Aviator Promotes Market Competition
by Ari Armstrong, December 29, 2004
I had heard of the Spruce Goose, but I didn't know it was partially funded by tax dollars. I knew little about Howard Hughes prior to watching Aviator, and I suspect that much of what I "learned" by watching the movie is false or in need of qualification. My aim is to comment on the film as fiction, not analyze the real life of Hughes.
What surprised me about the film is that it celebrates achievement and criticizes state power. Free-market sentiments coming from Hollywood? It's as if a leader from a former Soviet satellite started preaching liberty. (Wait -- that happened, too. As the December 28 Rocky Mountain News reviews, Kateryna Yushenko, wife of newly-elected Viktor Yushenko of Ukrain, said of her opponents, "The last thing they want is for the system to change and for the economy to be a free market economy where the general population benefits rather than a small group of people at the top.")
Hughes took a lot of state money to build war planes, as the film reviews. But this is portrayed in the context of a war, and anyway it is not taken to be primarily what makes him a success. Hughes is not portrayed as a principled capitalist or as a moral person. Instead he is a flawed individual who gets some things right and drives his business to innovation.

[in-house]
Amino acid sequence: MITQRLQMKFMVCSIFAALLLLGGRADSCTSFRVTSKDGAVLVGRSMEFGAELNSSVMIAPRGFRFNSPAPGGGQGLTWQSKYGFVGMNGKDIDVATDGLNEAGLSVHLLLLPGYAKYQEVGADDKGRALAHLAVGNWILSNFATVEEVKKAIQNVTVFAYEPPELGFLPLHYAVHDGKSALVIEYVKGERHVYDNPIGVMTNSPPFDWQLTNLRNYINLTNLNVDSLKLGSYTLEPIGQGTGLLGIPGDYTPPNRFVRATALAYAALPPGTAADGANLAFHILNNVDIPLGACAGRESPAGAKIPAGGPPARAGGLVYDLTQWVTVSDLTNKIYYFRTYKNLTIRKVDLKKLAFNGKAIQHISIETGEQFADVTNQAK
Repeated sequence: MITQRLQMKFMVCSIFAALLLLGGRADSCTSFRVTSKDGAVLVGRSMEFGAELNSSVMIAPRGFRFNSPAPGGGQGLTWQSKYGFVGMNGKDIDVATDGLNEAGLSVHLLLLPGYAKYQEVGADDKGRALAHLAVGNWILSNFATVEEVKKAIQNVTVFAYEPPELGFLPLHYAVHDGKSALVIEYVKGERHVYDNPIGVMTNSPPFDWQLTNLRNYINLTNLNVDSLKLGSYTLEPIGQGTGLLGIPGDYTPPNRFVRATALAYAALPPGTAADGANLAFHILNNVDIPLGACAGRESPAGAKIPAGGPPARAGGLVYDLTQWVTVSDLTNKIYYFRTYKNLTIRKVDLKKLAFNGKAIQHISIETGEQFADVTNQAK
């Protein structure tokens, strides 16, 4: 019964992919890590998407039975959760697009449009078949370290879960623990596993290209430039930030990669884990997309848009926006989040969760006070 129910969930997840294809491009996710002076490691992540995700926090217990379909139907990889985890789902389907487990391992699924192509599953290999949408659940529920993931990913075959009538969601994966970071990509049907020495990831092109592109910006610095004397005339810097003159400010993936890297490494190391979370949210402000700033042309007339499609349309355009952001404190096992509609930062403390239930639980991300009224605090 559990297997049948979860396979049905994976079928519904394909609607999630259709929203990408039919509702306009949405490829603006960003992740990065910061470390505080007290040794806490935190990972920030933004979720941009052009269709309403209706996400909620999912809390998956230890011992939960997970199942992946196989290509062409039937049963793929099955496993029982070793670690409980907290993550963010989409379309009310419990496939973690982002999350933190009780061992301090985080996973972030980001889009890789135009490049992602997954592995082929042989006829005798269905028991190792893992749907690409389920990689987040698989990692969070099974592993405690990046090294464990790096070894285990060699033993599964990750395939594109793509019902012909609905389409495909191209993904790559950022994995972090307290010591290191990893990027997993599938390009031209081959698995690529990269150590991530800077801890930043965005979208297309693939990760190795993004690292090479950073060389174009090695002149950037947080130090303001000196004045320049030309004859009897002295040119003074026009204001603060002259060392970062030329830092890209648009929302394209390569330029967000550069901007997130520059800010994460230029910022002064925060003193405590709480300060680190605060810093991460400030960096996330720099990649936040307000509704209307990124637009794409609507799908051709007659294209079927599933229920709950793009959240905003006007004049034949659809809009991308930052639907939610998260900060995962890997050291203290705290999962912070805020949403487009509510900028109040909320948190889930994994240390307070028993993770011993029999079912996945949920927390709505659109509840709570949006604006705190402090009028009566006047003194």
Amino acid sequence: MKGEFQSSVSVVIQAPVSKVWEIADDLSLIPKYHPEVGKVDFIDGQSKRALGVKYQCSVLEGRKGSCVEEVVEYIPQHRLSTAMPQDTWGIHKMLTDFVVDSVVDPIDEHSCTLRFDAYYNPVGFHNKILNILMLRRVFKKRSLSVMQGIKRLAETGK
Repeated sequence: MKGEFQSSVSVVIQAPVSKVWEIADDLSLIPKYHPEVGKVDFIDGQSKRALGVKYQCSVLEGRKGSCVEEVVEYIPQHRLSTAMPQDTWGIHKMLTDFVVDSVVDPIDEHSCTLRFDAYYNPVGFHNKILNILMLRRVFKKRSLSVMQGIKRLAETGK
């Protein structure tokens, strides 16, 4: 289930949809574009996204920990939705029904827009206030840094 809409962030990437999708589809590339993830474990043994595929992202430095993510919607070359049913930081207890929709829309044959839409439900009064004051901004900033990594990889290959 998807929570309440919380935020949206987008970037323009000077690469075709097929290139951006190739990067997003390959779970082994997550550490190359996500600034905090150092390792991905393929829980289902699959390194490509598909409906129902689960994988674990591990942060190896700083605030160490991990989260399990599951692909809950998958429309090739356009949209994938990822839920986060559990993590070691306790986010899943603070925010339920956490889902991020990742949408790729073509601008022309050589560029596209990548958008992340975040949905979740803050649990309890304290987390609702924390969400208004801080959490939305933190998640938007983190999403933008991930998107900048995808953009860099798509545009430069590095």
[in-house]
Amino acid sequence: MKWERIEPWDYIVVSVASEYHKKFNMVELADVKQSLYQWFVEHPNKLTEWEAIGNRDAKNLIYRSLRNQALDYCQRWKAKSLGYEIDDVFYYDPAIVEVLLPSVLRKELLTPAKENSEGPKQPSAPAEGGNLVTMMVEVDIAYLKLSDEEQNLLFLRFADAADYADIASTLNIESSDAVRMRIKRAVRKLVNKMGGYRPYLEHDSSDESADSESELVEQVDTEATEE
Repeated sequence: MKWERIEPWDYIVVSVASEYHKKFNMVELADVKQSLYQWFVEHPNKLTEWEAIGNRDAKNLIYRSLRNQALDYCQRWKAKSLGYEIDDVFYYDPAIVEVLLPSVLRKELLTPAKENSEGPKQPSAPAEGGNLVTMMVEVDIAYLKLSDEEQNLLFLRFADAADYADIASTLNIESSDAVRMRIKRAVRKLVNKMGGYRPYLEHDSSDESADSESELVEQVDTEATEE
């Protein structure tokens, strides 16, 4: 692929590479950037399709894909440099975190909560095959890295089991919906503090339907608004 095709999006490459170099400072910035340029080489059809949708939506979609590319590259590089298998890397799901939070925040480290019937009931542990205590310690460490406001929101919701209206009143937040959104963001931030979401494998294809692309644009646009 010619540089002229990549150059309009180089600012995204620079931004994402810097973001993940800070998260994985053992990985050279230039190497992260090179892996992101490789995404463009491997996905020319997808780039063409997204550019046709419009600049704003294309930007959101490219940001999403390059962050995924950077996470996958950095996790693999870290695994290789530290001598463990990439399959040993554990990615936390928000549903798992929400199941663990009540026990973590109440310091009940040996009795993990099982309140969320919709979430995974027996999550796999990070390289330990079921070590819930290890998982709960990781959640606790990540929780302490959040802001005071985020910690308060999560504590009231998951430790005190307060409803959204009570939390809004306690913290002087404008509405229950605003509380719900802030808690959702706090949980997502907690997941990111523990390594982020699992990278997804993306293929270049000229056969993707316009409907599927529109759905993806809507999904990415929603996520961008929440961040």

Hughes is held up for his passion for aviation and for spending his own life and resources advancing it. Always insisting on perfection, Hughes drives a revolution in propeller-driven planes. The film ends with the invention of the jet engine, technology Hughes is determined to acquire.
At one point, Hughes tells a group of high-society socialists something like, "You don't care about money because you have it... Some people work for a living."
Hughes' TWA is pitted against Pan Am. As the movie plays it, Pan Am tried to get a government-backed monopoly on international travel -- to protect the "interests of the consumer," of course. Politics is shown as it often really is: big-money special-interests buy off politicians, who then confer special legal privileges to the group and stifle market competition. Monopoly is properly portrayed as political force against free enterprise. The movie is best when Hughes reams out a U.S. Senator for abusing legislative power and attempting to squash competition.
The film portrays Hughes as suffering from obsessive-compulsive behavior. He's hypersensitive about germs, and he gets stuck on repetitive actions and words. This element of the movie could have been restrained (which would have made for a more tolerable running time). I have a feeling Hughes' horrific personal life was drawn out more for the Oscar committee than for the audience.
Aviator is fun as a history piece. Big-name stars of a past era, such as Katharine Hepburn, make an appearance (played by big-name stars of today). Aviator follows Hughes through the filming of Hell's Angels, a war plane picture. Ultimately, though, the film fails to inspire as it might have. It's unfocused. Still, its political themes are surprisingly supportive of free enterprise, a prominant silver lining to a cloud Hughes might have appreciated.